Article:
Sauber's Adrian Sutil believes the regulations in Formula One are becoming more dangerous as the drivers try to comply to weight limitations.
The 2014 V6 turbo-powered cars are heavier than their predecessors and even though the minimum weight for drivers and cars were increased under the new regulations, the teams are struggling to keep their package under the allowed weight.
Although the possibility of increasing the allowed weight has been discussed before the start of the new season, a final decision has been delayed until at least the end of the year.
Sutil, one of the tallest and heaviest drivers on the grid, believes that none of the drivers perform optimally if they are constantly dieting, which in turn makes the sport more dangerous.
"There is a danger of course, you are driving more than 300km/h on the straights and we need to be in good shape in our bodies and our mind. It's not so easy anymore, you can't guarantee every driver is 100 percent from a physical point of view," the German told ESPN before this weekend's Bahrain Grand Prix.
"I can feel it, I can definitely feel it. I lost three or four kilos compared to last year and I tried to be very light already last year. This is the extra weight I'm losing now and this is getting to a critical point. I'm trying to control it and to be always in a shape to finish the race.
"You feel it before the race that you haven't got your ultimate power. The cars are a bit slower so you don't need to be in superb shape to finish it, but still it's like if you go for a run for one and half hours and you don't eat enough, you have a sugar hole. You are almost getting in an area where you don't work well up here [in the head]. This is the danger we are facing. The season is long and the longer we travel the more you are taking energy off you. The more substance you have, the longer you last."
Sutil added that the reason for the delay in discussions regarding increasing the weight limits is because the drivers didn't agree among themselves to push for a regulation change.
"Everyone is responsible for it. We want to have a good sport and I think us drivers could do a bit more if we hold together a bit more. I think everyone should think about what we do and why we are in this situation. Is there any reason for it? No. The sport would be the same or better if we had a normal weight limit. We could eat properly, be happy at the circuit and we would not be having this discussion," the Sauber driver added.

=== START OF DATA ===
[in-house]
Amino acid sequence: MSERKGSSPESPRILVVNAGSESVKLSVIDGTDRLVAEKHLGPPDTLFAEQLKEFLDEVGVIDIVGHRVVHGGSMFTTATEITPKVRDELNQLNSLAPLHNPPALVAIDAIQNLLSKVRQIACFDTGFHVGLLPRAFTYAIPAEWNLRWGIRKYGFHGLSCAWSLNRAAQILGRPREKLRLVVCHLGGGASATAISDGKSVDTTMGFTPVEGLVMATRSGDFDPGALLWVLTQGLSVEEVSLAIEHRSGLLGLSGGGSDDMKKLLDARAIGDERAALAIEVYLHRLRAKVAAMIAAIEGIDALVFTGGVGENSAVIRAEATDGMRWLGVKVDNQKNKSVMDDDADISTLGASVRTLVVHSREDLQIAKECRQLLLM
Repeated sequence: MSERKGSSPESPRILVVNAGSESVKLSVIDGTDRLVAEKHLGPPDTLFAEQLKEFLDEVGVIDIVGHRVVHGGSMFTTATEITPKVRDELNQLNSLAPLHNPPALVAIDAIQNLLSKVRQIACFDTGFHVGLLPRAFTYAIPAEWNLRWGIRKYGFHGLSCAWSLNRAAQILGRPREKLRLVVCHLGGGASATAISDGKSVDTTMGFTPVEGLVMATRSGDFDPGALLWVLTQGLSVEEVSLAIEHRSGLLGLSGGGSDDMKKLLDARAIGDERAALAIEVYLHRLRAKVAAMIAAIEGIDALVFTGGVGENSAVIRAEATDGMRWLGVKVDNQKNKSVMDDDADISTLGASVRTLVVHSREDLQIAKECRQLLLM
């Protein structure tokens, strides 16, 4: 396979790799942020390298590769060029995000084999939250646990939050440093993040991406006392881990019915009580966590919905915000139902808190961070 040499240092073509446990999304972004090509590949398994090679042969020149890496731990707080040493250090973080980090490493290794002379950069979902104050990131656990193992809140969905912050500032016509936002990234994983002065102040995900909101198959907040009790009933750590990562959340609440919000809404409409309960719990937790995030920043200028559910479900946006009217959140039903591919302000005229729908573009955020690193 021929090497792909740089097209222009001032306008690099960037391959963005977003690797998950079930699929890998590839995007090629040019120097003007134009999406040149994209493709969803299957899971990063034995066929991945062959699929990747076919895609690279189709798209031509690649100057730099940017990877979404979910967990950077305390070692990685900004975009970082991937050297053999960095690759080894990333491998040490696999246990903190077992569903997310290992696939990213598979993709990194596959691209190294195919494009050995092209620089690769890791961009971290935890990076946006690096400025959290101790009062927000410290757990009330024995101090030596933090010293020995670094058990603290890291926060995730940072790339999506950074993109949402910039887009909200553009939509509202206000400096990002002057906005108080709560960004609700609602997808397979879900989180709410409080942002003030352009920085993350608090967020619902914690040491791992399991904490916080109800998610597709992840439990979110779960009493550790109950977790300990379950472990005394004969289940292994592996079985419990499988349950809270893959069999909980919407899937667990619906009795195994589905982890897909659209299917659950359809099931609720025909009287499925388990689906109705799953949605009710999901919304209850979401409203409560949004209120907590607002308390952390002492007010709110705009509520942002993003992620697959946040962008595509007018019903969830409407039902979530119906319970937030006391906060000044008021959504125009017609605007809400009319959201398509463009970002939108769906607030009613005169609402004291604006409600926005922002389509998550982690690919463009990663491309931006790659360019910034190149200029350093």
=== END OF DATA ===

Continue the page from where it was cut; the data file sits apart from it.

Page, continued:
"I wouldn't like to win against a driver who is 20kg heavier. If I win by just 0.1s in front then this is not the truth, he won but I'm in front of him. If you are a fair driver and here because of the sport and you want to win and be the best driver this can't be the case like that. This is not fair, this is not sport."
In an attempt to get his Sauber's weight down further, Sutil admitted that he wouldn't have a drinks bottle during this weekend's race at Sakhir.
"No drink bottle in the car is one thing for Bahrain. So Bahrain is one and a half hours with no drink. In Malaysia I had a little bit for tea - it was enough for teatime at 16:00, not more. Normally you have one litre or one and a half in Malaysia so you can drink during the whole race. But in this situation now we are talking about 300g or 400g and you also have to count the bottle that has an empty weight of 0.5kg."
Felipe Massa, who is one of the smallest drivers on the grid, disagrees with Sutil, saying that the regulations are fair and that the problem lies with the overweight cars.
"I think this is a problem of his team, it is not a problem of [F1]," Massa told ESPN.
"In past years teams have a double diffuser and the other ones not, this is part of the rules. The rules are like that, if you have a team with a heavier engine or a heavier car then it's up to them to do a better job. This is part of the situation now. I am light and I'm happy to be light, but if I am 10kg heavier than I am I would not have any problem with the car for my weight. This is not really the way you guys think, it's related to the rules and how each team did a better job to be light as possible in the car. It's not just the drivers, it's different things.
"My team did a better job and it's not fair for a team that did a better job on the rules just to put that in a different level. In aerodynamics somebody finds something better, in the engine somebody finds something better, this is the rules of the moment."